How To Beat Players That 4Bet Preflop?

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I’ve got a problem. I don’t know what to do against regs that often 4-bet versus my squeezes (both in-position and OOP). What kind of hands should I push or fold (or maybe call)?” – Alex

This is a great question Alex, and really highlights the importance of planning as you increase your own aggression. You did mention calling the 4bet as an option in your question – but since we normally aren’t deep enough to justify a call, we’ll skip that option for this article.

First, let’s breakdown our three major options:

1 Squeeze a stronger range so you can combat 4bets more often

2 Squeeze and jam wider

3 Squeeze and fold often if you face a 4bet

Option 3, even though it’s by far the worst option, is the one most commonly employed by players that want to increase their squeeze %. Squeezing is a great poker play, one that applies a ton of preflop pressure to both the original raiser and the caller(s) – but squeezing a wide range and then folding everything but the nuts to a combative 4bet range is NOT a good idea. It makes you too big of a target with a frequency exploit that even bad regs can identify and exploit with ease.

Squeezing wide and folding too often vs a 4bet makes you a HUGE target

The second option is certainly viable, but boils down to your opponent’s 4bet range (though to be fair, all of these options do). Say your opponent combats your squeeze by 4betting 5% of hands where the nutted part is QQ+/AK (so about half of that range). There are some questions you’d want to ask yourself first:

1 Is the other half of the range made of hands that will fold to your shove, or possibly call your shove? (There is a huge difference between villain 4betting TT and deciding to call your shove vs 4betting 98s and folding to your shove)

2 What is the math of my shove? (Hint, a fold equity calculator is your friend here)

3 What is the EV of your shove?

4 What % of your squeeze range is shoving over a 4bet?

The first three questions all revolve around ranges and math, but the last question about your own range is vital since you mentioned this is vs regs specifically. Regs, short for regulars, are players that you play more hands against and tend to think more than non-regs. This means it’s important to understand their frequencies AND your own since they will be paying attention to your strategy and be looking to exploit you as well.

I suppose I should also clarify what “jamming wider” really means. Depending on the kind of frequency your opponent 4bets AND calls the 4bet, you have two major options (sick of options and questions yet?):

1 They 4bet wide, call the shove tightly, and thus fold too often when you jam. In this case, you can add more bluffs into your squeeze/jam range.

2 They 4bet wide, call the shove wide, and thus continue too often. In this case, tailor your range to one that would be +EV when called.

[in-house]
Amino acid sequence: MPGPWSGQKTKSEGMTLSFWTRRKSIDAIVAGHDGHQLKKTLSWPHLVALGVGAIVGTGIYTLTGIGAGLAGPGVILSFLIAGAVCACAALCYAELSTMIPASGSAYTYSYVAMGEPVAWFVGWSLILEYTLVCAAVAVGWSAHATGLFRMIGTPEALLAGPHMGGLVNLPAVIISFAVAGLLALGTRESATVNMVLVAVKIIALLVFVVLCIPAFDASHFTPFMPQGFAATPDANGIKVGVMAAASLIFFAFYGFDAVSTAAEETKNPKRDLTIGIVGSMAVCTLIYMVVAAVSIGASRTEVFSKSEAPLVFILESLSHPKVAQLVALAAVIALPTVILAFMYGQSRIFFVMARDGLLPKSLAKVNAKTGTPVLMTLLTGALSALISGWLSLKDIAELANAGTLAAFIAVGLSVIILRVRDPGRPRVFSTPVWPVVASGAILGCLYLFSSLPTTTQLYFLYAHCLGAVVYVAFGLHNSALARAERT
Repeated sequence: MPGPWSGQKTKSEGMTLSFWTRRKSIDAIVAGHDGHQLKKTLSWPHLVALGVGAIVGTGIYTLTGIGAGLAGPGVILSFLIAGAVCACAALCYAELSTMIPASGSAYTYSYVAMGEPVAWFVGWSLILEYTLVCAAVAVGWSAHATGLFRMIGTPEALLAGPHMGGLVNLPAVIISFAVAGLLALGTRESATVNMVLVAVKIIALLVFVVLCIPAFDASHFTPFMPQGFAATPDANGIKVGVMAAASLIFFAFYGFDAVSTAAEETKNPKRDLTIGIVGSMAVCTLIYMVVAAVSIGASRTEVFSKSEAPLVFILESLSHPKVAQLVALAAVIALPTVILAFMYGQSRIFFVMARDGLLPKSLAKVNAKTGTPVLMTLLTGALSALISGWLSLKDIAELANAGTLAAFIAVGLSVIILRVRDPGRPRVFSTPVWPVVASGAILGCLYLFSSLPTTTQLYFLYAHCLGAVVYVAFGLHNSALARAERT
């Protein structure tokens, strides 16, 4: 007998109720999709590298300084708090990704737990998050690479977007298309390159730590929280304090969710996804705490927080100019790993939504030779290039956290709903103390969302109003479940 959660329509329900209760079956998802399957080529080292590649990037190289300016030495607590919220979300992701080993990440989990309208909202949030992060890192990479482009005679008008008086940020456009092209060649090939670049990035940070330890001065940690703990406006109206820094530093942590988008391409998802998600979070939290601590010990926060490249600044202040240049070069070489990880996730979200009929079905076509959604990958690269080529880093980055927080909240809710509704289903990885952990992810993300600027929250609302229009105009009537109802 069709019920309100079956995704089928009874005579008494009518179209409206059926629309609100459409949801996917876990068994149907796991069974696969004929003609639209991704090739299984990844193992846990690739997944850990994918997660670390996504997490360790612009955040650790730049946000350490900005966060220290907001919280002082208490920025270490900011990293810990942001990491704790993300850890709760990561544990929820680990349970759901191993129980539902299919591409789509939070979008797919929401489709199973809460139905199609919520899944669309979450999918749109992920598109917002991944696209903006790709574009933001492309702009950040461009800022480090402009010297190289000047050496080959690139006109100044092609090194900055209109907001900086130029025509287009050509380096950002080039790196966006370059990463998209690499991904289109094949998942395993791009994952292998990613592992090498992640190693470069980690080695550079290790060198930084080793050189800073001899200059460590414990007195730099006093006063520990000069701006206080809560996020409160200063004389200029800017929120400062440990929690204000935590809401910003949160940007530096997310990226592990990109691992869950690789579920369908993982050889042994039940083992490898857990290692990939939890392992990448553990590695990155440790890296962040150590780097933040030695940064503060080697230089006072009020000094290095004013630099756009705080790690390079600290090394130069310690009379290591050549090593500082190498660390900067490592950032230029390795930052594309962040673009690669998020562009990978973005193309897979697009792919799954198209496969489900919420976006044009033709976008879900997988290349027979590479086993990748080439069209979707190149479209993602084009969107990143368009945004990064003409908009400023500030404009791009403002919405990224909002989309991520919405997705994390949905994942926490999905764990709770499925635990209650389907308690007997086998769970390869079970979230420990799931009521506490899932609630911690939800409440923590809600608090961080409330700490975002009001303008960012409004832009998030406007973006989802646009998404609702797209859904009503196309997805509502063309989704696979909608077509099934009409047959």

Of course, if your opponent only 4bet with a super-nutted range, you could simply squeeze more and combat their 4bet less often because there is no fold equity and you are exploiting their nitty frequency. Easy game!

The final option, albeit the first one in the list from the beginning, is to squeeze less often and with a stronger range so that you can combat the 4bet more often. This is the safe option and the one most players use. I don’t suggest this option though for a couple different reasons.

First, you are talking about playing against regs specifically. You can’t just play nutty ranges at all times against these players. If you do, you make it very easy for them to react to your re-raises since you turn your ranges face-up. Against regs you need a balance of bluffs:value hands and can’t skew too hard one way or the other.

Secondly, most players aren’t great in 4bet/5bet pots because they don’t see these spots very often. This gives us a chance to use math and stay within our comfort zone while applying pressure and pushing them out of theirs. Players who are unaccustomed to certain spots tend to have awful frequencies which allows you to either adjust by 5betting more bluffs or 5betting a very clear value range.

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With all of that said, option #2 is typically a very attractive option. It allows you to squeeze and pick up pot preflop when everyone folds to the squeeze. It allows you to combat your opponent when they 4bet. And it gives you complete flexibility at all points in the hand. Just remember that this play (squeezing with intentions of 5bet jamming a very non-0% of the time) requires some foresight to ensure its profitability.

Just keep a few things in mind here:

1 Don’t squeeze and then NEVER have a folding range when he 4bets. This allows villain to play perfectly against you.

2 Know your equities (do you know how much equity 99 has vs TT+/AQ+? What about QQ vs QQ+/AK?). The equity is huge when estimating the EV of your shove.

3 Practice the math away from the table so you can estimate it in real-time.

You can use my simple all-in preflop spreadsheet for practicing the math which will save you tons of time and let you explore a common situations with various hands/equtiies. Just visit the spreadsheet page here.

EV-spreadsheet

Alex, hopefully this answers your questions and gives you the thought process to keep in mind the next time you combat a reg in this spot. If you or anyone else has a poker related question, feel free to ask by going to www.splitsuit.com/ask

And of course, good luck and happy grinding.

SplitSuit

My name is James "SplitSuit" Sweeney and I'm a poker player, coach, and author. I've released 300+ videos, coached 500+ players, and co-founded the training site Red Chip Poker. Contact me if you need any help improving your poker game!

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